Downtowns require public-private alliances

October 16, 2005|By Douglas M. Duncan

One of the biggest challenges facing many communities across Maryland concerns the revitalization of our downtowns. Once the center of activity, downtowns are now often deserted at night, or worse, empty and vacant throughout the entire day. It's a challenge that affects a wide range of community issues ranging from economic development to crime to affordable housing. And it's a challenge that demands innovative solutions.

In the past, Maryland has been a national leader in implementing Smart Growth strategies designed to preserve open space and prevent sprawl development.

Preserving open space, while difficult, is actually the easier piece of the Smart Growth strategy. The other side of the issue is revitalizing our older communities and our downtowns to make them attractive for new businesses and residences alike.

Over the past few years, we have seen the state drastically reduce land preservation efforts while focusing even less on downtown and historic neighborhood revitalization. Once again, local governments have been forced to tackle another hard job alone, without a partnership from the state.


That is why it is important for local governments to look for new partners. For too long, local government and the private sector have considered themselves at odds when it comes to economic development.

The business community sees too much government as impeding economic growth. And the local jurisdictions have too often thought of the private sector as being concerned only with profits, regardless of the public good. This mutual skepticism has hampered past revitalization efforts and must be overcome to achieve real success.

It is important to remember that the business community has a vested interest in seeing new, thriving downtowns. In my county, we have seen numerous public/private partnerships produce tremendously successful projects that have benefited (and profited) both the public and the private sectors. Perhaps none was more important to our county than the revitalization of our oldest downtown, Silver Spring. Once the center of retail and commercial activity, by the 1960s it began a troubling decline seen in many urban areas.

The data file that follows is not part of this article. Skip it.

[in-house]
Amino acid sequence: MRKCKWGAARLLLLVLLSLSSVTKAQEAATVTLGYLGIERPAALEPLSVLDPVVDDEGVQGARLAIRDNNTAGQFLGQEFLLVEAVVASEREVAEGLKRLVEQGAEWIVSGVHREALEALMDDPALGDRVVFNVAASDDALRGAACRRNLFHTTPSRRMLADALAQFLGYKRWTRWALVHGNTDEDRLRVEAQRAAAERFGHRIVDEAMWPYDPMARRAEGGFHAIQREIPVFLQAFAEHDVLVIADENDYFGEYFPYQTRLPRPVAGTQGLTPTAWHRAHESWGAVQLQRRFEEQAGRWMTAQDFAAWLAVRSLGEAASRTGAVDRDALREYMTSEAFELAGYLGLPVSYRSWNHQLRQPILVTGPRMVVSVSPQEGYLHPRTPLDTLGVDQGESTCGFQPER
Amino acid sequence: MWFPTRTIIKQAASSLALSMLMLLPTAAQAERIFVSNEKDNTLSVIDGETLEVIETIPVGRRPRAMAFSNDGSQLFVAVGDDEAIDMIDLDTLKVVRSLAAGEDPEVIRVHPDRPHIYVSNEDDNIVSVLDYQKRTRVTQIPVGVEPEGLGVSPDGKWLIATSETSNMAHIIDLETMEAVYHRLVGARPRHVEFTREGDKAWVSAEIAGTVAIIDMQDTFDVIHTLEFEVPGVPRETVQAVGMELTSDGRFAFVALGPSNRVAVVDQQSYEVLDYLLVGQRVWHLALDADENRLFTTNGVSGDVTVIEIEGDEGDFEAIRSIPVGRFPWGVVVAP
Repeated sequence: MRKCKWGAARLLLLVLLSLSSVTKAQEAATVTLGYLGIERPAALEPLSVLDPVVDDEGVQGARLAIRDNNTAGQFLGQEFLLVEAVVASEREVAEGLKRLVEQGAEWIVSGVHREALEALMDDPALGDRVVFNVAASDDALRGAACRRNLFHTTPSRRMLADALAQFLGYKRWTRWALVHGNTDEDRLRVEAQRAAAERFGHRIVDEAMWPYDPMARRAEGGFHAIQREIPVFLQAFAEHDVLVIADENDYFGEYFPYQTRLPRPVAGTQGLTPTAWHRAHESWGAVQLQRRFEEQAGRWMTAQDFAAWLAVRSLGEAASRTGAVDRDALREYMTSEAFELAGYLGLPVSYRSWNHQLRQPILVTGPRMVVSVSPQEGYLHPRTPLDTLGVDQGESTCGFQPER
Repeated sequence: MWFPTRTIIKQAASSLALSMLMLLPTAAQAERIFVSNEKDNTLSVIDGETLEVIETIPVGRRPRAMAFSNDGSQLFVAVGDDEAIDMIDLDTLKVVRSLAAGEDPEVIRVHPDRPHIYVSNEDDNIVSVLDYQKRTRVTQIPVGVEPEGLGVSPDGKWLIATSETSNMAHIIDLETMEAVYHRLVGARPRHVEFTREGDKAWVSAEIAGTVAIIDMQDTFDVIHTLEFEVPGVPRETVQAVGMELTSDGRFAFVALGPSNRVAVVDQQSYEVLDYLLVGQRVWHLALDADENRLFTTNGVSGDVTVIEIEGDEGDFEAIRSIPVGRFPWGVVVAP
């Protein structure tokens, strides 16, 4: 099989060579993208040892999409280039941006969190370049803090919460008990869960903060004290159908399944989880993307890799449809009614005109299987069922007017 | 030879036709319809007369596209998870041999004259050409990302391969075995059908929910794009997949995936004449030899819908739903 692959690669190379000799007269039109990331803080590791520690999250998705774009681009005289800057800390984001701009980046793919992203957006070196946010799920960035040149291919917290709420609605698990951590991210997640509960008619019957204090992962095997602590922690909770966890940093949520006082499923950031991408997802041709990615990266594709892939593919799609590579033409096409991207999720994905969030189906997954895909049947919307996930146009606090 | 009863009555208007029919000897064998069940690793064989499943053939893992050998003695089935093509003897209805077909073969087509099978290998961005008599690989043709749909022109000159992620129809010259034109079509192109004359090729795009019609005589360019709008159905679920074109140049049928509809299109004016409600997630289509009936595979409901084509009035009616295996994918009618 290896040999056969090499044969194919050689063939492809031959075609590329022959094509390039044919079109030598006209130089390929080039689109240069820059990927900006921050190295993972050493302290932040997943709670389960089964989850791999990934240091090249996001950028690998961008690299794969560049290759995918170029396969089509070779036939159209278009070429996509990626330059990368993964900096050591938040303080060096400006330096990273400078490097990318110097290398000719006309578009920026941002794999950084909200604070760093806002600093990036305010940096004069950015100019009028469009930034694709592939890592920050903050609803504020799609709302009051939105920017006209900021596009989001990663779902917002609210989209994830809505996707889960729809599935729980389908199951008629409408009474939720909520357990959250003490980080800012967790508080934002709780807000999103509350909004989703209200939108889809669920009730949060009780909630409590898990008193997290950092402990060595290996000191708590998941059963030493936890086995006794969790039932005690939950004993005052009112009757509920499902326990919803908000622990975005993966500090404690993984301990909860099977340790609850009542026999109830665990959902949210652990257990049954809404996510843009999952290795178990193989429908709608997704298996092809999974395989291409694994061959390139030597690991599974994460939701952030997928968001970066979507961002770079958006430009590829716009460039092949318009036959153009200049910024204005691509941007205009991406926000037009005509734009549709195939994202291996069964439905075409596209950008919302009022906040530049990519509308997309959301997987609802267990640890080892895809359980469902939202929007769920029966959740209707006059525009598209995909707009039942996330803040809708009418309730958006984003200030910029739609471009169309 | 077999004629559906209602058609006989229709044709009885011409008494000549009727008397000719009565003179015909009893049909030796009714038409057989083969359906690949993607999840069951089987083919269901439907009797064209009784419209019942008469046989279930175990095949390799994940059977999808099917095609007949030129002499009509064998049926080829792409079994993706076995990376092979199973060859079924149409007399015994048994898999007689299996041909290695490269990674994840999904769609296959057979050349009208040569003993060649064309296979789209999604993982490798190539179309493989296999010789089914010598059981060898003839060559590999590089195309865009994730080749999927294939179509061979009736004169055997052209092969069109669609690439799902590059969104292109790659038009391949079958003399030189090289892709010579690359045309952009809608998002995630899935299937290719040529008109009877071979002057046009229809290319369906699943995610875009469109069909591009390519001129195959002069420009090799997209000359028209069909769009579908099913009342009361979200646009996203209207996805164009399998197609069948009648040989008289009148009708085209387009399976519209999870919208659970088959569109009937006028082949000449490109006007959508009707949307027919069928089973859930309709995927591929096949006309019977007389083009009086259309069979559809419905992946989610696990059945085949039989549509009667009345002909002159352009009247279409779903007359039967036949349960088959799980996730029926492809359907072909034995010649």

When I first campaigned for county executive, many people told me that turning around Silver Spring couldn't be done, that it was a lost cause. Some of my supporters told me it was too politically risky.

However, as one of 13 kids, I learned at an early age that nothing worth having in life comes easy - that you have to work hard for everything you get. Those values serve me well every day in office and served me especially well as I went about the task of breathing life back into Silver Spring. But I certainly didn't do it alone.

First, I listened to the community, heard what they wanted and what they didn't want. They came up with some great ideas that we then took to the private sector. To show our support and good faith as a local government, we employed the principles of smart growth and invested public dollars in renovating or building facilities that would spur private investment in Silver Spring. We invested in parking garages, streetscape, lighting improvements, a civic building and plazas. We even built a new fire station and police substation.

And rather than allowing government to be part of the problem, we made sure it was part of the solution. One of our first actions was to turn two vacant county parking lots over to a housing developer who invested $13 million and created 150 units of market rate housing.

We created a Green-Tape Zone in Silver Spring, expediting building and construction permits. We provided assistance to small businesses; created an arts and entertainment district for tax incentives; created a "clean and safe" program and won approval as an enterprise zone.

Today, there is $2 billion being invested in Silver Spring. The redevelopment project is anchored by the "town center" that includes the restored Silver Theater (run by American Film Institute); a half-million square feet of retail, restaurants and movie theaters; an office building; hotel; housing; two parking garages; a civic building and plazas. The results have been stunning. Crime has dropped 29 percent over the past four years, and more than 2,150 new housing units have opened or are planned.

Silver Spring has become a national model for urban revitalization; a model that can and should be used wherever there is a need.

Whether it's Hagerstown, Cambridge or Baltimore City, a county or a region cannot survive if there is a center of economic blight in the downtown. By reaching for new and creative solutions, government and the private sector can work together as true partners for the benefit of the entire community. All it takes is faith, trust and leadership.

Douglas M. Duncan is the county executive of Montgomery County, Md., and a candidate for governor.

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